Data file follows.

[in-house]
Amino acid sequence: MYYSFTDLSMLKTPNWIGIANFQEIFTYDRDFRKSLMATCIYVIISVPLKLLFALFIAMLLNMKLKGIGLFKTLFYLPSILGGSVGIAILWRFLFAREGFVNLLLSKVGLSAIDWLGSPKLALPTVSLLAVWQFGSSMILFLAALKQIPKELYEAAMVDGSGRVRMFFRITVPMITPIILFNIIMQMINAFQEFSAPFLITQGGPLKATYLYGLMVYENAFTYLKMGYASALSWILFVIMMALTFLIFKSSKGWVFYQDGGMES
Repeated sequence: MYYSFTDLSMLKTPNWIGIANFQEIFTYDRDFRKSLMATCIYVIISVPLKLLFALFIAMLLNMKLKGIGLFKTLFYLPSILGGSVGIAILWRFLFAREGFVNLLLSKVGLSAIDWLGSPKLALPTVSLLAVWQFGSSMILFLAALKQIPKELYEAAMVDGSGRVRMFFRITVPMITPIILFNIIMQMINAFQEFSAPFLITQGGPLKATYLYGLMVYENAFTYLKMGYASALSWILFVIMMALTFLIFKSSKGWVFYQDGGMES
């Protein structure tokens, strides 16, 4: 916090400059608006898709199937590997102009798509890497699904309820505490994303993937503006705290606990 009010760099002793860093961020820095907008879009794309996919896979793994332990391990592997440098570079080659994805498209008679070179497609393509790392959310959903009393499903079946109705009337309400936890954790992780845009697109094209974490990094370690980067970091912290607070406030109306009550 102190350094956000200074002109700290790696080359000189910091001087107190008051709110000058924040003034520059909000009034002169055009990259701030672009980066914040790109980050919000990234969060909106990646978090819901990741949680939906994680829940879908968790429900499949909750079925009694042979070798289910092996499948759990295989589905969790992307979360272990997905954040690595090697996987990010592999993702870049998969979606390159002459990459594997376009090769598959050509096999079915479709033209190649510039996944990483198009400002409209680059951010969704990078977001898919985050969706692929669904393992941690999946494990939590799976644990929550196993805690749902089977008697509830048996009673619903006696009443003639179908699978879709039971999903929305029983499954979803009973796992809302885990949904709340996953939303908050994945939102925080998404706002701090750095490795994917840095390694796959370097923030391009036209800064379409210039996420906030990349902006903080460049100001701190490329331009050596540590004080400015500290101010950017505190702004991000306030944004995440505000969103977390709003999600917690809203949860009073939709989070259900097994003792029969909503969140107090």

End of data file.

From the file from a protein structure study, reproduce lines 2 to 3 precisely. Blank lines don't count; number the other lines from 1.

Amino acid sequence: MYYSFTDLSMLKTPNWIGIANFQEIFTYDRDFRKSLMATCIYVIISVPLKLLFALFIAMLLNMKLKGIGLFKTLFYLPSILGGSVGIAILWRFLFAREGFVNLLLSKVGLSAIDWLGSPKLALPTVSLLAVWQFGSSMILFLAALKQIPKELYEAAMVDGSGRVRMFFRITVPMITPIILFNIIMQMINAFQEFSAPFLITQGGPLKATYLYGLMVYENAFTYLKMGYASALSWILFVIMMALTFLIFKSSKGWVFYQDGGMES
Repeated sequence: MYYSFTDLSMLKTPNWIGIANFQEIFTYDRDFRKSLMATCIYVIISVPLKLLFALFIAMLLNMKLKGIGLFKTLFYLPSILGGSVGIAILWRFLFAREGFVNLLLSKVGLSAIDWLGSPKLALPTVSLLAVWQFGSSMILFLAALKQIPKELYEAAMVDGSGRVRMFFRITVPMITPIILFNIIMQMINAFQEFSAPFLITQGGPLKATYLYGLMVYENAFTYLKMGYASALSWILFVIMMALTFLIFKSSKGWVFYQDGGMES